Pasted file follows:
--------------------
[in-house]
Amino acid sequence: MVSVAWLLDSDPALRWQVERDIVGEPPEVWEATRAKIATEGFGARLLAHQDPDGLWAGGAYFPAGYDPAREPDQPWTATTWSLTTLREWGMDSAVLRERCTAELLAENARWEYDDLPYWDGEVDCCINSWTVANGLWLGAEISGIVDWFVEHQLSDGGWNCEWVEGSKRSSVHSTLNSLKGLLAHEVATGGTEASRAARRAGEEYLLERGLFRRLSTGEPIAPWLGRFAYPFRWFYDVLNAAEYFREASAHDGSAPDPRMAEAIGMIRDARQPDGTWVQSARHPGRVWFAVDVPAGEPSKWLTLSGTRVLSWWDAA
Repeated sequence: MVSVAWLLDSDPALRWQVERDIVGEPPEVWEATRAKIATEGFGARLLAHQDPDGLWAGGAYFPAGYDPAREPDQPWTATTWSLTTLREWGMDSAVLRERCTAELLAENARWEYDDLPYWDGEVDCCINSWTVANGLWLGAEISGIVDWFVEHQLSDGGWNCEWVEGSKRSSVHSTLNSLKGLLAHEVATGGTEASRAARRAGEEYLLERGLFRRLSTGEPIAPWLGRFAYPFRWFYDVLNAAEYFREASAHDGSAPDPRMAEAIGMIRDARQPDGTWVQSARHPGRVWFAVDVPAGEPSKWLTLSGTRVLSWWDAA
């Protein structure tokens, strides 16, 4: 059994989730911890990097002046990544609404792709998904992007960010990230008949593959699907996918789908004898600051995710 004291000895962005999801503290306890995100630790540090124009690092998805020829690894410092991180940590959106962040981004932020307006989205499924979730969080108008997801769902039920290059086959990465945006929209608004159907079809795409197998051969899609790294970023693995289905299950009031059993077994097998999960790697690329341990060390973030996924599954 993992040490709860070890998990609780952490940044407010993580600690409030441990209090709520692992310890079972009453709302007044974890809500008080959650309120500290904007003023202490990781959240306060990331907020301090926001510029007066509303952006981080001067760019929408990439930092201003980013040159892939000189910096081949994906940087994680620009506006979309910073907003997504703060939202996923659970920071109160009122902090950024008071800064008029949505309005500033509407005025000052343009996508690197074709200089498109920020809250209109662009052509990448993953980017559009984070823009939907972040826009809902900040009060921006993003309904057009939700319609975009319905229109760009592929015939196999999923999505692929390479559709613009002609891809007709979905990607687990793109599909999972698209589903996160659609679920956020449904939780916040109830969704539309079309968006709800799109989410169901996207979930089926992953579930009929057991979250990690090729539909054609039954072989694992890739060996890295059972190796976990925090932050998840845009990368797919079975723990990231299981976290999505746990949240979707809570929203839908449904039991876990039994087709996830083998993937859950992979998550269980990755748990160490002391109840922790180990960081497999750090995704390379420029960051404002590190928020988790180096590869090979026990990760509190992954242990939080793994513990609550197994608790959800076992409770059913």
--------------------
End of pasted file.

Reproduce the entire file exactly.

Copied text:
[in-house]
Amino acid sequence: MVSVAWLLDSDPALRWQVERDIVGEPPEVWEATRAKIATEGFGARLLAHQDPDGLWAGGAYFPAGYDPAREPDQPWTATTWSLTTLREWGMDSAVLRERCTAELLAENARWEYDDLPYWDGEVDCCINSWTVANGLWLGAEISGIVDWFVEHQLSDGGWNCEWVEGSKRSSVHSTLNSLKGLLAHEVATGGTEASRAARRAGEEYLLERGLFRRLSTGEPIAPWLGRFAYPFRWFYDVLNAAEYFREASAHDGSAPDPRMAEAIGMIRDARQPDGTWVQSARHPGRVWFAVDVPAGEPSKWLTLSGTRVLSWWDAA
Repeated sequence: MVSVAWLLDSDPALRWQVERDIVGEPPEVWEATRAKIATEGFGARLLAHQDPDGLWAGGAYFPAGYDPAREPDQPWTATTWSLTTLREWGMDSAVLRERCTAELLAENARWEYDDLPYWDGEVDCCINSWTVANGLWLGAEISGIVDWFVEHQLSDGGWNCEWVEGSKRSSVHSTLNSLKGLLAHEVATGGTEASRAARRAGEEYLLERGLFRRLSTGEPIAPWLGRFAYPFRWFYDVLNAAEYFREASAHDGSAPDPRMAEAIGMIRDARQPDGTWVQSARHPGRVWFAVDVPAGEPSKWLTLSGTRVLSWWDAA
């Protein structure tokens, strides 16, 4: 059994989730911890990097002046990544609404792709998904992007960010990230008949593959699907996918789908004898600051995710 004291000895962005999801503290306890995100630790540090124009690092998805020829690894410092991180940590959106962040981004932020307006989205499924979730969080108008997801769902039920290059086959990465945006929209608004159907079809795409197998051969899609790294970023693995289905299950009031059993077994097998999960790697690329341990060390973030996924599954 993992040490709860070890998990609780952490940044407010993580600690409030441990209090709520692992310890079972009453709302007044974890809500008080959650309120500290904007003023202490990781959240306060990331907020301090926001510029007066509303952006981080001067760019929408990439930092201003980013040159892939000189910096081949994906940087994680620009506006979309910073907003997504703060939202996923659970920071109160009122902090950024008071800064008029949505309005500033509407005025000052343009996508690197074709200089498109920020809250209109662009052509990448993953980017559009984070823009939907972040826009809902900040009060921006993003309904057009939700319609975009319905229109760009592929015939196999999923999505692929390479559709613009002609891809007709979905990607687990793109599909999972698209589903996160659609679920956020449904939780916040109830969704539309079309968006709800799109989410169901996207979930089926992953579930009929057991979250990690090729539909054609039954072989694992890739060996890295059972190796976990925090932050998840845009990368797919079975723990990231299981976290999505746990949240979707809570929203839908449904039991876990039994087709996830083998993937859950992979998550269980990755748990160490002391109840922790180990960081497999750090995704390379420029960051404002590190928020988790180096590869090979026990990760509190992954242990939080793994513990609550197994608790959800076992409770059913």